Histamines are naturally occurring in our body. We find histamines in our skin, intestinal mucosa and respiratory tract. Our body produces these histamines and they are stored in mast cells which release the histamines. When the histamines are released, they go to receptors. We are going to break them down into two receptors: H1 and H2.
- Naturally occurring in human tissue
- Intestinal Mucosa
- Respiratory tract
- Stored in mast cells
- Attach to H1 and H2 receptors
H1 Receptor Pharmacology
When we stimulate the H1 receptor, we have cardiovascular effects. The cerebral blood vessels around the brain dilate and we get a histamine headache. H1 receptors are on the capillaries and they dilate when stimulated. That causes an increased amount of blood going to the capillaries, decreased amount going to the arteries causing decreased blood pressure and this is known as histamine shock. Also on the capillaries, histamine causes decreased permeability which allows fluid to pass through easier (so that WBC’s can get to pathogens easier). If the capillaries are next to the nasal mucosa, this will cause a runny nose. If the capillaries surrounding tissue is skin, they’ll have edema or hives that are fluid filled.
H1 receptors are also on the bronchioles and the muscle surrounding them may constrict causing the person to have a hard time breathing due to bronchoconstriction. H1 receptors are on the nerve endings and when they’re stimulated a person may feel itchy.
- Cerebral vessel dilation causes histamine headaches (aka cluster headache)
- Capillary dilation
- Increased vascular volume, decreased arterial volume
- Decreased BP
- Histamine Shock
- Increased capillary permeability (fluids can pass out of the capillaries into surrounding tissues)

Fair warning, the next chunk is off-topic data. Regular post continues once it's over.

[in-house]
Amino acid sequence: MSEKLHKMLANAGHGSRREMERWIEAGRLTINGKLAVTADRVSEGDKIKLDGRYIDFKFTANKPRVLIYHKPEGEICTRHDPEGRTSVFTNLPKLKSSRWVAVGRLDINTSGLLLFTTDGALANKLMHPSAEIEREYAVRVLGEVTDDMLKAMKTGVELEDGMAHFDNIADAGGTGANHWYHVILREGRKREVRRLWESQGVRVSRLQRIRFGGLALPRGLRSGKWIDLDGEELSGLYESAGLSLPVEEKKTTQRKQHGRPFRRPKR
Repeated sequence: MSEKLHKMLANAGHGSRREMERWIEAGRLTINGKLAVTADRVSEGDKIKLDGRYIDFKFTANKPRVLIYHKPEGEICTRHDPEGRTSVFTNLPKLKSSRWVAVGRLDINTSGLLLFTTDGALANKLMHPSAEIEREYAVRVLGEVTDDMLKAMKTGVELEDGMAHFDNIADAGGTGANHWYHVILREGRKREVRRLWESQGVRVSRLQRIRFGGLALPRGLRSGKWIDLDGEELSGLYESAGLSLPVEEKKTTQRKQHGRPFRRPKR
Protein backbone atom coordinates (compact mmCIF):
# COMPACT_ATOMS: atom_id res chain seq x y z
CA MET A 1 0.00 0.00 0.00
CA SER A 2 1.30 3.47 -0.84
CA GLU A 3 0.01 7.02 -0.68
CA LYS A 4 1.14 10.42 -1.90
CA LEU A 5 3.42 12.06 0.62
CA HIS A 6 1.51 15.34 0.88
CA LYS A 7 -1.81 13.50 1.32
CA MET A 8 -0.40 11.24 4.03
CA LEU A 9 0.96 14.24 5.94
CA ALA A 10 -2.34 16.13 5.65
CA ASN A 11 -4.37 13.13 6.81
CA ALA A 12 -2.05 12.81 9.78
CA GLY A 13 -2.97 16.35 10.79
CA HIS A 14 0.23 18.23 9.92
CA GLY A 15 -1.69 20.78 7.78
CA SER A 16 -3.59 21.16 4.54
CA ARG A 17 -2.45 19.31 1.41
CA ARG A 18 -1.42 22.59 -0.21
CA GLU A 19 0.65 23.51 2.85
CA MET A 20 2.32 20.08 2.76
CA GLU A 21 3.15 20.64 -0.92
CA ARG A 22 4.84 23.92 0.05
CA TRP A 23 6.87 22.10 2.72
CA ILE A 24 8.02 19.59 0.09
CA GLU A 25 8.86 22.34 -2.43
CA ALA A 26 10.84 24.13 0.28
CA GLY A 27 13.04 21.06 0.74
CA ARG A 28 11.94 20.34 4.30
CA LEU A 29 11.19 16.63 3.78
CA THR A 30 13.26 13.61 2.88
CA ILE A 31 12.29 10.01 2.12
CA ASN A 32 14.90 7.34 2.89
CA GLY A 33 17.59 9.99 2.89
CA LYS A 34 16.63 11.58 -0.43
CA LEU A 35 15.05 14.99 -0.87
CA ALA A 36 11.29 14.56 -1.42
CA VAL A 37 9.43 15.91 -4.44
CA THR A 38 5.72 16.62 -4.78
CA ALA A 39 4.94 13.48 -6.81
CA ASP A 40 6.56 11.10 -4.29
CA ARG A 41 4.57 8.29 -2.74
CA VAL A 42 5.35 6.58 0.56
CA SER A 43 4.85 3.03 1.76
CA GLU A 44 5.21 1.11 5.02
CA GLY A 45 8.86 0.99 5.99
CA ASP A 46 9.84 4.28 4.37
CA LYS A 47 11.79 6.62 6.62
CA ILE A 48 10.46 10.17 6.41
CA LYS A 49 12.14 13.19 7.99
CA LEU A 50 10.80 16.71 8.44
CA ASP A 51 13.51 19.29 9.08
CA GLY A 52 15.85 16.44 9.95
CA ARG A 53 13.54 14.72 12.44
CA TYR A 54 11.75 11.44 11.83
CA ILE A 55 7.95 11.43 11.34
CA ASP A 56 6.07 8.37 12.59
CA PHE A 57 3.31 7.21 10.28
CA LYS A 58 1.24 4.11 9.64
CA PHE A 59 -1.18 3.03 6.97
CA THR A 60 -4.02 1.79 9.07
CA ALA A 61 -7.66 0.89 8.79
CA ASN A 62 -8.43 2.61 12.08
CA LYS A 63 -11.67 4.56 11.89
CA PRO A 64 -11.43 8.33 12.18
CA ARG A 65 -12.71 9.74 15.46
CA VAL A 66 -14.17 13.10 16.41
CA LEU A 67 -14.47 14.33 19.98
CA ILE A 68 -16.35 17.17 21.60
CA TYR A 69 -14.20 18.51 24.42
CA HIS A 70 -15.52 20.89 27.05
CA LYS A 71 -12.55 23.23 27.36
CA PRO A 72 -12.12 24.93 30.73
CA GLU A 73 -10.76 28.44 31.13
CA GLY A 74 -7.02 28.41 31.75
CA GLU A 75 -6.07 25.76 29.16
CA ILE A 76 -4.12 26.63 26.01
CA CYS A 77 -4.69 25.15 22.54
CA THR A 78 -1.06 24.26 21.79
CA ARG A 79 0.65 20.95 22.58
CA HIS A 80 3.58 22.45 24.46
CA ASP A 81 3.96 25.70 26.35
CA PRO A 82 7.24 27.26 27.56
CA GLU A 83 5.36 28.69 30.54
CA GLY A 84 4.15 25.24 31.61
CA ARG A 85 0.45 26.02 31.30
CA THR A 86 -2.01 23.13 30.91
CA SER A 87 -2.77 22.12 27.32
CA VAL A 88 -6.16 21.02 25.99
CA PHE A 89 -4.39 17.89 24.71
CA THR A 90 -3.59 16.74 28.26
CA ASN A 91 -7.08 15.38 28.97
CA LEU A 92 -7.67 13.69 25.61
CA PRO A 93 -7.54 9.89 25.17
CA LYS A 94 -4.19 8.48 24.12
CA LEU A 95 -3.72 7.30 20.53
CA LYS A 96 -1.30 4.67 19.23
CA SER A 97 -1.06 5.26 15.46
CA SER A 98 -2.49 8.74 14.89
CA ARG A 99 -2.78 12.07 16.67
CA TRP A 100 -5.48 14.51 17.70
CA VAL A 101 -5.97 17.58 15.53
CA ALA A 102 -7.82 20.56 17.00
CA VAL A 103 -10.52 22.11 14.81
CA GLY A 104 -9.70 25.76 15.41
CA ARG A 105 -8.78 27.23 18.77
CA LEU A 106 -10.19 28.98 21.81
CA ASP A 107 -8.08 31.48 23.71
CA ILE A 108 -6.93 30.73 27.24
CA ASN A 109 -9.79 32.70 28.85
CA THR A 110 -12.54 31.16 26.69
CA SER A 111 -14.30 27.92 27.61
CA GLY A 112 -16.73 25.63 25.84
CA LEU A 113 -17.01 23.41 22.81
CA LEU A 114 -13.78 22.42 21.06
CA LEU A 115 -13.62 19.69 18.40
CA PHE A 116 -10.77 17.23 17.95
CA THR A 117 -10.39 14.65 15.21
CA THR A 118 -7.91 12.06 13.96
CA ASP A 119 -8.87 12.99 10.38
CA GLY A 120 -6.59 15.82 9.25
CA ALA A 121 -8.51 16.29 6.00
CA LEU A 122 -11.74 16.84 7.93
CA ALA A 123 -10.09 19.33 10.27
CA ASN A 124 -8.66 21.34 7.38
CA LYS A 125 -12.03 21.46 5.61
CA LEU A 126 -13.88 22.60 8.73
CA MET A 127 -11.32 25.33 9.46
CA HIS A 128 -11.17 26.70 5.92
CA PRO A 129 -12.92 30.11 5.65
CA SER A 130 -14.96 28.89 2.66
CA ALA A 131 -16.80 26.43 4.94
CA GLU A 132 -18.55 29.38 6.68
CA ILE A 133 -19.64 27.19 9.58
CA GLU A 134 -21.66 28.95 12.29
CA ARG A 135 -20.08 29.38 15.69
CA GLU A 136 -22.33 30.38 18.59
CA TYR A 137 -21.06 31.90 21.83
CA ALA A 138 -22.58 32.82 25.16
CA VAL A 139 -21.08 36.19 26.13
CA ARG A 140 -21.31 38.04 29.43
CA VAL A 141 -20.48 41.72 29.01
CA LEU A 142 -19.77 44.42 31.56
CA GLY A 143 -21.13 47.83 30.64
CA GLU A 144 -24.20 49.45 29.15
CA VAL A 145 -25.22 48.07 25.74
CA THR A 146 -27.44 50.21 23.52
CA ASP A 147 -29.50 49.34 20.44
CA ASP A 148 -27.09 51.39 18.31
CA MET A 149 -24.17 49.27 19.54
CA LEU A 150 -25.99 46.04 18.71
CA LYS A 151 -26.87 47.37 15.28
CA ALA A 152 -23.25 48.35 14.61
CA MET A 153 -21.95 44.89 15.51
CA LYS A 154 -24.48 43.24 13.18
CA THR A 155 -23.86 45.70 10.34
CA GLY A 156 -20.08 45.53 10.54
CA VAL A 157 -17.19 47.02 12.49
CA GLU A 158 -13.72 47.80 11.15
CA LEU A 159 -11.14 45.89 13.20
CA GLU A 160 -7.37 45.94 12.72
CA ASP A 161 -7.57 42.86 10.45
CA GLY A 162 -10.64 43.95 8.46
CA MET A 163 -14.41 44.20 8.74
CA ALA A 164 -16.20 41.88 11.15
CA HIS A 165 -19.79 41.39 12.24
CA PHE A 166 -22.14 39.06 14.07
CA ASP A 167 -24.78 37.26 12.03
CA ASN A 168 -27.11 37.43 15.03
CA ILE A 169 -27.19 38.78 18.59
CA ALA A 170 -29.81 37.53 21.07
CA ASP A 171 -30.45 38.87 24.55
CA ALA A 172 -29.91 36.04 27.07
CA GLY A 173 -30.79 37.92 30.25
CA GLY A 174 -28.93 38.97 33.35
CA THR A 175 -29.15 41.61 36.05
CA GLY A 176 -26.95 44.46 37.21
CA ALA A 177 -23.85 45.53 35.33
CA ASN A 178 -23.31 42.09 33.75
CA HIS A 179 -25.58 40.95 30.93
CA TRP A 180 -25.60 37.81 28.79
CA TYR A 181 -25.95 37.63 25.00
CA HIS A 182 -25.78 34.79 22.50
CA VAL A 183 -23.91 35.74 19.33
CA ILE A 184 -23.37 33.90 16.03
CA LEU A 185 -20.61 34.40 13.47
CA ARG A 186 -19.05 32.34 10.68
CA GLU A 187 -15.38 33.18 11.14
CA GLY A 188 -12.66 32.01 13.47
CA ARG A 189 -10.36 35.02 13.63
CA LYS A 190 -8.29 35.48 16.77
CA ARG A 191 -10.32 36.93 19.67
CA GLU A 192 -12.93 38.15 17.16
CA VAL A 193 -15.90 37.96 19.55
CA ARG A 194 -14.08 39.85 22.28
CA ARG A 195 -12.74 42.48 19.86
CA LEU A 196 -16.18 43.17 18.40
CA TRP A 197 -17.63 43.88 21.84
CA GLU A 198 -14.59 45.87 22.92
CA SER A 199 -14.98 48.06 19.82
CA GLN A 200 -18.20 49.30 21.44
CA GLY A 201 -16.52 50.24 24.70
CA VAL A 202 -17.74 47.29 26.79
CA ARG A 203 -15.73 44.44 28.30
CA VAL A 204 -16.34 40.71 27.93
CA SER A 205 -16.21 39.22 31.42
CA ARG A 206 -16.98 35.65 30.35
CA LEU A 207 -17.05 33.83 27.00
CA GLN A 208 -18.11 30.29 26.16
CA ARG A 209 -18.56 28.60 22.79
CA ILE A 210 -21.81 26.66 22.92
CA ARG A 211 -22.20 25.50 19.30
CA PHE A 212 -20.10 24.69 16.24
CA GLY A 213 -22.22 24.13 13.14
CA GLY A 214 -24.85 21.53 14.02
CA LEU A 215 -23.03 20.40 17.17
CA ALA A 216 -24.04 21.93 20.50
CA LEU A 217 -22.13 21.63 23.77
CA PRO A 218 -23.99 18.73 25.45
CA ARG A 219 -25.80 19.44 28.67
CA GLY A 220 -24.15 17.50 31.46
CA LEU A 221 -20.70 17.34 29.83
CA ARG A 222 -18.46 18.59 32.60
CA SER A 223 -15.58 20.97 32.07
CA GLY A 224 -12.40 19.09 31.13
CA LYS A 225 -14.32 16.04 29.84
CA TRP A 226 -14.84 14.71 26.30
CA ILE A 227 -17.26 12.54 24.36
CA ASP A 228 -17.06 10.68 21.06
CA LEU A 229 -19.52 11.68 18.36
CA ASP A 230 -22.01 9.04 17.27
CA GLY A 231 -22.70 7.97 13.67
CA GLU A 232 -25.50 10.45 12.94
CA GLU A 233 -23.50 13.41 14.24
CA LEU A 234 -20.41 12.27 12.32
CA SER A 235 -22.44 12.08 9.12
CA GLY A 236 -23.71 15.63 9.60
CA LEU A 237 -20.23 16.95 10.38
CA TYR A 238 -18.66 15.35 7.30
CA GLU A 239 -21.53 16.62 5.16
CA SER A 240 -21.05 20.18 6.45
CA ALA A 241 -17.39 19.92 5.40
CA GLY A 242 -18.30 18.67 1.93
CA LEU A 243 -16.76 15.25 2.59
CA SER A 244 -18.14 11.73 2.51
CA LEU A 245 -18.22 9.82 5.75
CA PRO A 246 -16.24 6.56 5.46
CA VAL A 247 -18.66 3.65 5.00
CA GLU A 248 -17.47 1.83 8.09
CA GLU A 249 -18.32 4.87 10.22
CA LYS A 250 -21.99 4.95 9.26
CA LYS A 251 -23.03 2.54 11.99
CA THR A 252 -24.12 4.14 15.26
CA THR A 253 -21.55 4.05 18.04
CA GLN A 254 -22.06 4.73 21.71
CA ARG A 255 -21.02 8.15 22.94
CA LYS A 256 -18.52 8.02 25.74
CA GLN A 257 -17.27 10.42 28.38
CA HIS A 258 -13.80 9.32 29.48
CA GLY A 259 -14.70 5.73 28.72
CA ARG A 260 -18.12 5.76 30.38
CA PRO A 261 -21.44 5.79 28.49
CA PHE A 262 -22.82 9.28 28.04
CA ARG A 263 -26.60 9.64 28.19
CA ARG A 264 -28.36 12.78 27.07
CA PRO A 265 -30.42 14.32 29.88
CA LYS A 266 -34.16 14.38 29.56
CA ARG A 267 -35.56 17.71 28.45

- Allows free passage of plasma and protein
- Leads to edema
- Sensory Nerve Ending: H1 receptors are also on the nerve endings and when they’re stimulated they’ll generate itchy feelings.
H2 Receptor Pharmacology
Histamines can also go on an H2 receptors. The H2 receptors are found specifically in the stomach and histamine acts as a secretagogue which causes the secretion of acid. A secretagogue is a substance that causes another substance to be secreted. The parietal cells are what release acid normally for digestion. Histamine has a direct effect on these parietal cells and makes them secrete more gastric acid. Acid is important for digestion, a natural function of histamine and related to digestion.
- Direct effect on parietal cells
- Increases gastric acid section
Mechanism of Action
Histamines will go to two different receptors, H1 and H2. These receptors can be blocked and the drug class that blocks the H1 receptors are called antihistamines. The drugs that block the H2 receptors are the anti-ulcer drugs. They decrease acid secretion and some are found OTC as well (e.g. Pepcid, Tagamet, Zantac, etc).
- Histamines stimulate H1 and H2 histamine receptors
- H1 Receptors are blocked by antihistamines
- H2 Receptors are blocked by anti-ulcer H2 antagonists
Functions of Histamines
Histamines are involved with allergic reactions and analphylactic shocks. So we reviewed all the bad things of histamines but they have good uses too. Histamines are involved in normal regulatory functions. It regulates our bodies microcirculation such as in the capillaries. It’s also used in tissue growth, repair and digestion since it promotes gastric acid secretion.
- Normal Physiology
- Regulate microcirculation
- Tissue Growth and Repair
- Gastric acid secretion
- Hypersensitivity Reaction
- Anaphylactic Shock